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Tips for Submitting a Workshop or Add-on Proposal for an LES Meeting
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Tips for Submitting a Workshop or Add-on Proposal for an LES Meeting

Go to the meeting webpage and provide the information requested.

When developing a proposal, think about what makes a good program and then make sure that those items are apparent in the proposal title and description.

Here are some program characteristics that have helped programs be selected in the past:

  • The program topic is related to the meeting's announced theme and subthemes
  • The program presents issues and recommendations that will assist the attendees to take action in the short term (rather than provide something that is simply interesting to think about)
    • - E.g., how the recent changes to the law should affect your strategy in selecting patents to license rather than "what should the patent law be like in an ideal world"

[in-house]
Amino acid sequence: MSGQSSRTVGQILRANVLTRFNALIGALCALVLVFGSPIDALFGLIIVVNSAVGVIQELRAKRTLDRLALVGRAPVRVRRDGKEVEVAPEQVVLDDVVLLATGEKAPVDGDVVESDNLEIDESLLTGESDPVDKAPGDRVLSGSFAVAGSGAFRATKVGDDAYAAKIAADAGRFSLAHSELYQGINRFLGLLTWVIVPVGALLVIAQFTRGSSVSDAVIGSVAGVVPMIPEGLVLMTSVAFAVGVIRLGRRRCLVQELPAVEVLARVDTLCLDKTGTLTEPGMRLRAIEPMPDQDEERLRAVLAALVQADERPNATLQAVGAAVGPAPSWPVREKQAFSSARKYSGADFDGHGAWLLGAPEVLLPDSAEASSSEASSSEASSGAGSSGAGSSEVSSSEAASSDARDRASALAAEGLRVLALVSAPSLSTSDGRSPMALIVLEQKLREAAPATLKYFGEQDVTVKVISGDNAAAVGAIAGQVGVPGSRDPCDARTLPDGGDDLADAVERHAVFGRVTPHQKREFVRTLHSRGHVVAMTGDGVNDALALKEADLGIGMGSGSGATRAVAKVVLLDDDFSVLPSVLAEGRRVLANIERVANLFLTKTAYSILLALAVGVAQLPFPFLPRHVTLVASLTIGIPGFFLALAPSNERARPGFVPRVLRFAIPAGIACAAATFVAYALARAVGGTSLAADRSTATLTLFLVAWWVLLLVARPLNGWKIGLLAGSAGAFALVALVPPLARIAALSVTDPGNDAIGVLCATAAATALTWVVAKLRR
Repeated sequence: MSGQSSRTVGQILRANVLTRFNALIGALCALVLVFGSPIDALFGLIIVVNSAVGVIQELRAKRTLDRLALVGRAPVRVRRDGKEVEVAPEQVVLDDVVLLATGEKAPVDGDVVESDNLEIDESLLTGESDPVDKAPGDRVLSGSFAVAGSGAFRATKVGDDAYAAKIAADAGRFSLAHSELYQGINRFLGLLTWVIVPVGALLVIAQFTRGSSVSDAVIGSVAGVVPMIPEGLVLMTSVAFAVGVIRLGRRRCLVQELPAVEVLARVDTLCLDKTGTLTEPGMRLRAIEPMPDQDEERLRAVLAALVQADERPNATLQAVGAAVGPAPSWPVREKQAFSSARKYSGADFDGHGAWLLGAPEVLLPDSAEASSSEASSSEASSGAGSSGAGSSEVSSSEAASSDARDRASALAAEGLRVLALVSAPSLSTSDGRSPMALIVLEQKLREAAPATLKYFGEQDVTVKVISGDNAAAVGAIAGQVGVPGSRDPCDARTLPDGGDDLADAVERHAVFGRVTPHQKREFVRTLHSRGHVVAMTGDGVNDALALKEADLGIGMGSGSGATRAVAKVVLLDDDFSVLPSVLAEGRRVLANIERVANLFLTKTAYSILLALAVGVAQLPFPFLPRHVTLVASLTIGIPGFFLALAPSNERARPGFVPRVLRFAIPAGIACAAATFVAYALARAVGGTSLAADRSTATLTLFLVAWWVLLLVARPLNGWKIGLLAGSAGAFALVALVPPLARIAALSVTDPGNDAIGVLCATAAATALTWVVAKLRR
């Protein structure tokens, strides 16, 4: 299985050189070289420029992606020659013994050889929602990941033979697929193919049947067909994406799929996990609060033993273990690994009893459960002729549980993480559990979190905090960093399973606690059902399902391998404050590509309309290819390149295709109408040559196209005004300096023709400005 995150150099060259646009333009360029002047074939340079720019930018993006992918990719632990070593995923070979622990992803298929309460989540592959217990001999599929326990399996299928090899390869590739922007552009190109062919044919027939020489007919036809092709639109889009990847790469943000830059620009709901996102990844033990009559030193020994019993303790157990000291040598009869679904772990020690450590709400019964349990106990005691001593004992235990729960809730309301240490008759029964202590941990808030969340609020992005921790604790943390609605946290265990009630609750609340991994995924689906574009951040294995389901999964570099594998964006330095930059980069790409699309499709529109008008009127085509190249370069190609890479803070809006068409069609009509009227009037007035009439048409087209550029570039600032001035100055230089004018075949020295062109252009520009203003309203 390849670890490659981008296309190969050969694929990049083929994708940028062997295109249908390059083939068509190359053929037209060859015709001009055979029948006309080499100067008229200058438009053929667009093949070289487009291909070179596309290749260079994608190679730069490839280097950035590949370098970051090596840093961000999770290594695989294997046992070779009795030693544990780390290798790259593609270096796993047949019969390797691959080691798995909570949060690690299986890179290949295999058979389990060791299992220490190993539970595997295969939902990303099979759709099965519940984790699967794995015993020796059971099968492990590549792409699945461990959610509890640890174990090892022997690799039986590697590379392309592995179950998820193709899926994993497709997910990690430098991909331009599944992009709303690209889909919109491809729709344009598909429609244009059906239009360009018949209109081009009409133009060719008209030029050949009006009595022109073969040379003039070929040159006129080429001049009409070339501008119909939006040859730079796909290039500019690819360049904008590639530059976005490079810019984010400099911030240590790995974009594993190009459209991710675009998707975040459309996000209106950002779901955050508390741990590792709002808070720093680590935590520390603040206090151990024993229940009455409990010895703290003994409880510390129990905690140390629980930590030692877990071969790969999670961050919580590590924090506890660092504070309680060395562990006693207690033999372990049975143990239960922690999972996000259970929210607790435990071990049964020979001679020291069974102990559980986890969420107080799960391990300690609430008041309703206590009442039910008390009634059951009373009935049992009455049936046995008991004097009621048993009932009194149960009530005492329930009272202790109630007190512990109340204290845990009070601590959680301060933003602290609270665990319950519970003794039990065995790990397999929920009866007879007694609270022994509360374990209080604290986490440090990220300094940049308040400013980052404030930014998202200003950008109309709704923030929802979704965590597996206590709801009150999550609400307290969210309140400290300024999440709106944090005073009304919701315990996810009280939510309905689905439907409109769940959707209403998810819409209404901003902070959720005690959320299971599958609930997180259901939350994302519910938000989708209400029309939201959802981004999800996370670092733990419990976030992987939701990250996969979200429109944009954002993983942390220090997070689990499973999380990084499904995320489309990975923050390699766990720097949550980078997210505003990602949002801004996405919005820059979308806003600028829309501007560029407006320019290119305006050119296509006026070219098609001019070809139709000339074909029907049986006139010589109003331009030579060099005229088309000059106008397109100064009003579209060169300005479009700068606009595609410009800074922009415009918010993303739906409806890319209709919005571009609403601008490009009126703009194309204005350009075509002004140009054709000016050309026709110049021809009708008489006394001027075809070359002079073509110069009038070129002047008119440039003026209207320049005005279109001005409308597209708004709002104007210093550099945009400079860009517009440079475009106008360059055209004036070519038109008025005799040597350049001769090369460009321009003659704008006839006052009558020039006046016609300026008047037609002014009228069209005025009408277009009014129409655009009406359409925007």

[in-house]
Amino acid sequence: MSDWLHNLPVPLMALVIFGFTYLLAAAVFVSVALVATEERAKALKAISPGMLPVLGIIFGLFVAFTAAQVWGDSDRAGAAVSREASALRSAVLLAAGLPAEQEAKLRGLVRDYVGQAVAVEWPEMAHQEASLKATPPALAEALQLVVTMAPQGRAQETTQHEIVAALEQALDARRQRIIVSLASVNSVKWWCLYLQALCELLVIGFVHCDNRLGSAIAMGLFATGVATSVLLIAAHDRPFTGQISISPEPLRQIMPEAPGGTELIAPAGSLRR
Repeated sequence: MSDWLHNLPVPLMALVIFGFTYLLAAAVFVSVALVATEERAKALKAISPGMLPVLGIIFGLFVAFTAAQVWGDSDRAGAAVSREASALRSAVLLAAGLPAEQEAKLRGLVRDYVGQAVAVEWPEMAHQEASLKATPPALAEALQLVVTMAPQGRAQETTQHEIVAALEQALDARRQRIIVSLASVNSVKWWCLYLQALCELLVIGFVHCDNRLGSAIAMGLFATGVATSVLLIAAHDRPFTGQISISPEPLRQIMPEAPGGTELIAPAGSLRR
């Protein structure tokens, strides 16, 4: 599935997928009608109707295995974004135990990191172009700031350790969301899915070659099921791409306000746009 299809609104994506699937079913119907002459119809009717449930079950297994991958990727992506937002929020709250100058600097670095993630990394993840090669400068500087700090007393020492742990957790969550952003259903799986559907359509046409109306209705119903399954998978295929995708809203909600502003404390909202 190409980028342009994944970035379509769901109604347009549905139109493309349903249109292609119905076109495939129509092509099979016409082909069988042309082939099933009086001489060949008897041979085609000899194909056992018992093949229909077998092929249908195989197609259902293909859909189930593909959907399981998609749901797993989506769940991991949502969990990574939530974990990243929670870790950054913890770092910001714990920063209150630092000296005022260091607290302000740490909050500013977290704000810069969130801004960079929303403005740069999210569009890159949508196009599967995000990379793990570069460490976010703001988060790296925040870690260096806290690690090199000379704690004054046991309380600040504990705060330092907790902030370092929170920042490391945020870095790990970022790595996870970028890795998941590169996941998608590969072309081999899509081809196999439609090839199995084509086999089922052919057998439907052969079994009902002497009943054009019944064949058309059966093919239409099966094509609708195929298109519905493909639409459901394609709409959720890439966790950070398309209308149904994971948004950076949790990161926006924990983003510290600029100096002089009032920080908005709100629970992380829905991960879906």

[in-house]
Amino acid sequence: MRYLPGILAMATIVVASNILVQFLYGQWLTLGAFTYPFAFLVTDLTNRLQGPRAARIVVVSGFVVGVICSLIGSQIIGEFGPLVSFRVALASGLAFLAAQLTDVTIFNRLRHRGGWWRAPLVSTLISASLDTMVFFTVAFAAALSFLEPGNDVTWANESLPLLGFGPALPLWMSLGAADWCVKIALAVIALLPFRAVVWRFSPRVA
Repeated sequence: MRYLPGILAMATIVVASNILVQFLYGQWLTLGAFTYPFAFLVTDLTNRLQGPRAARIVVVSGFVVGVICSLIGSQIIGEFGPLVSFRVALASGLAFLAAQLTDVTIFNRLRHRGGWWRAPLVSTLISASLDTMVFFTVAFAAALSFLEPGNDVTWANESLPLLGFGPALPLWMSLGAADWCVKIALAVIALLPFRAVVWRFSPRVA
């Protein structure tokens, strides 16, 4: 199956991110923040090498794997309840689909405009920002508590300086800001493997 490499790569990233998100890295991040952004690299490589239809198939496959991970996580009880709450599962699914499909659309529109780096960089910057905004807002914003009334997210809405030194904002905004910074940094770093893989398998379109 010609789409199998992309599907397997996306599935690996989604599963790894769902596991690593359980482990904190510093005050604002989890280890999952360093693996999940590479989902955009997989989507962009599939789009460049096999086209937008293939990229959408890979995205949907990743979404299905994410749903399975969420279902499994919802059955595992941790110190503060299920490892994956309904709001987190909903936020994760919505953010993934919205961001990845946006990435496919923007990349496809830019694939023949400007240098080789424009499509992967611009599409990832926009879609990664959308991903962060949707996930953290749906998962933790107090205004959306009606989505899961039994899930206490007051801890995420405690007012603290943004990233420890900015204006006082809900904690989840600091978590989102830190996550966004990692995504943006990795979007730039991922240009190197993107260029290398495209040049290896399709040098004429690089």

• New topics (which have not been covered before in other seminars or on which most attendees may already have a firm view)
  • If the subject matter is a long-standing element of licensing (portfolio mining, valuation, negotiation, etc.), move very quickly to -- and focus on -- the distinctions offered in the proposed program. Avoid a program such as, "Why Portfolio Management is Important," as this is not likely to draw attendees and, thus, would not receive the most favorable support from a Program Committee.
  • Programs relating to controversial issues or new events
  • Planned interaction with audience: plenty of time planned for Q&A, exercises, roundtable discussions
  • An informative (non-commercial) presentation about a very different way to look at an issue, perform a function, or undertake an operation
  • A speaker who individually, or through his/her organization, is a luminary leader in the particular event or the subject of the program
  • For mini-plenary program:
    • choose a topic that is of broad interest or specifically crossapplicable to multiple industry segments, technologies, organization types
    • invite speakers from diverse types of organizations

Top Three "Don'ts":

  • Commercial promotions (including a service or tool provider talking about their unique product or service)
  • Multiple speakers from the same firm
  • All the speakers having the same perspective: better to mix licensors and licensees, service providers and manufacturers/IP holders, etc.


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